Friday, 20 June 2008

cut-up vs. mash-up

How is the cut-up form of experimental writing different from the mash-up form? The embed below links to a clip from a documentary on William Burrough's cut-up technique.

The view of William Burroughs was that if the universe was pre-recorded, then the only thing that was not pre-recorded was the pre-recording itself. With his cut-ups, what he was attempting to do was to "tamper with the pre-recordings themselves." One thing that you'll note from the youtube clip though is that the cut-up technique is essentially a form of destructive editing, ie. in order to create a new text, the "original" texts need to be physical cut up. Hence the term. What this essentially means is that the original text cannot be returned to. In the attempt to tamper with the pre-recording, the pre-recording is lost.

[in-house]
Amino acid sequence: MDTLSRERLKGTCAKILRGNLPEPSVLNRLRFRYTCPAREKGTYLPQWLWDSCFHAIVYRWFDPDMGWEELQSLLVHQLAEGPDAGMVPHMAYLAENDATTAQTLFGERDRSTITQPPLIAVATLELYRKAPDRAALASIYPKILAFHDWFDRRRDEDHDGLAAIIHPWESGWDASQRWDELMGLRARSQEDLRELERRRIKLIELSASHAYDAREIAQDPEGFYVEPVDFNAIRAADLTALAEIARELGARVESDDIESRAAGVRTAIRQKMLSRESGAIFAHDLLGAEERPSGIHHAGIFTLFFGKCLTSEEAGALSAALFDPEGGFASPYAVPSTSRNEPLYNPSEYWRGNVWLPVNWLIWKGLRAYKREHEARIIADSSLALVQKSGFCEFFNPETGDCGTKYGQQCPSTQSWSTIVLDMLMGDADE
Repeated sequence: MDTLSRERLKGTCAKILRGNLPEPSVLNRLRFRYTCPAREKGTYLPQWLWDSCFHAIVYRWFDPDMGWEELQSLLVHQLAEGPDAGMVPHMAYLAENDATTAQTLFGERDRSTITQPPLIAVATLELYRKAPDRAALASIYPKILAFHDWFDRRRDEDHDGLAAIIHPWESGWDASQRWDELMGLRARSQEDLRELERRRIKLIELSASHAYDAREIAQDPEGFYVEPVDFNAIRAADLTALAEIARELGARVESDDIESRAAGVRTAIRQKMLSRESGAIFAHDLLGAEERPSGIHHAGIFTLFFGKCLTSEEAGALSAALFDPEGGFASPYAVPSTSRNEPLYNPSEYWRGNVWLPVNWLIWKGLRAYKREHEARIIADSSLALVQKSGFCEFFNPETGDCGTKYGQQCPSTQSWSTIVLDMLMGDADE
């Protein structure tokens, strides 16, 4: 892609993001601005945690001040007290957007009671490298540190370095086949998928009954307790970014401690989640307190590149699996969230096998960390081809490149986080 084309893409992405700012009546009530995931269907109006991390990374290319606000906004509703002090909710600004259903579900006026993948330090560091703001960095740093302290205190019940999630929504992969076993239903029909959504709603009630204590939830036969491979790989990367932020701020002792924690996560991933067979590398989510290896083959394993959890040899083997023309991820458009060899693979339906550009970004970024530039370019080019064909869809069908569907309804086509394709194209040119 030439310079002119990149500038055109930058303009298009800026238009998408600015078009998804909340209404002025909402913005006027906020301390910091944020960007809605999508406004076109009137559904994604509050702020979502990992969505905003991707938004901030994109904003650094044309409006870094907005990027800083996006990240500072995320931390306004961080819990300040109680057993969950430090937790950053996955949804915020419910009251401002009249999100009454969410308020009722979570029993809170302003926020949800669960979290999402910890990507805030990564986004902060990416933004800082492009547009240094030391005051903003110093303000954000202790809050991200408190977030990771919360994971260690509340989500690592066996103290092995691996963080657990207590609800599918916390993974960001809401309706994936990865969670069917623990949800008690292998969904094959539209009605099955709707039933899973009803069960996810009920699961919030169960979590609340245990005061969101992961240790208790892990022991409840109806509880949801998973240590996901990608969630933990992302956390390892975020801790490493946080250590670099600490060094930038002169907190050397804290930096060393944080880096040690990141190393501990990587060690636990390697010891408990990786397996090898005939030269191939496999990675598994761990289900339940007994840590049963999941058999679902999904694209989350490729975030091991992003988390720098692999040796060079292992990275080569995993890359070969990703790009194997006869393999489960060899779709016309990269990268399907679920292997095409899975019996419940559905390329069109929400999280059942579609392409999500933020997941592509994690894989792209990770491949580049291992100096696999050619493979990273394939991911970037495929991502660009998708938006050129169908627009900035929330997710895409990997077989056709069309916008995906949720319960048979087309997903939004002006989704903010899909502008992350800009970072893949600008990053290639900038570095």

The mash-up on the other hand is a non-destructive editing process, because it leaves the original text intact. Because it leaves the text intact, it thereby invites comparison on the one hand, and a return to that original text on the other. The mash-up both draws attention to itself and deflects attention away from itself at the same time. It wants the recognition of being a new creation in its own right, but wants the original text to be fully appreciated in its own right so that the mash-up itself can be fully appreciated. Rather than tampering with the pre-recorded universe, the mash up artist desires that comments on the universe be acknowledged.

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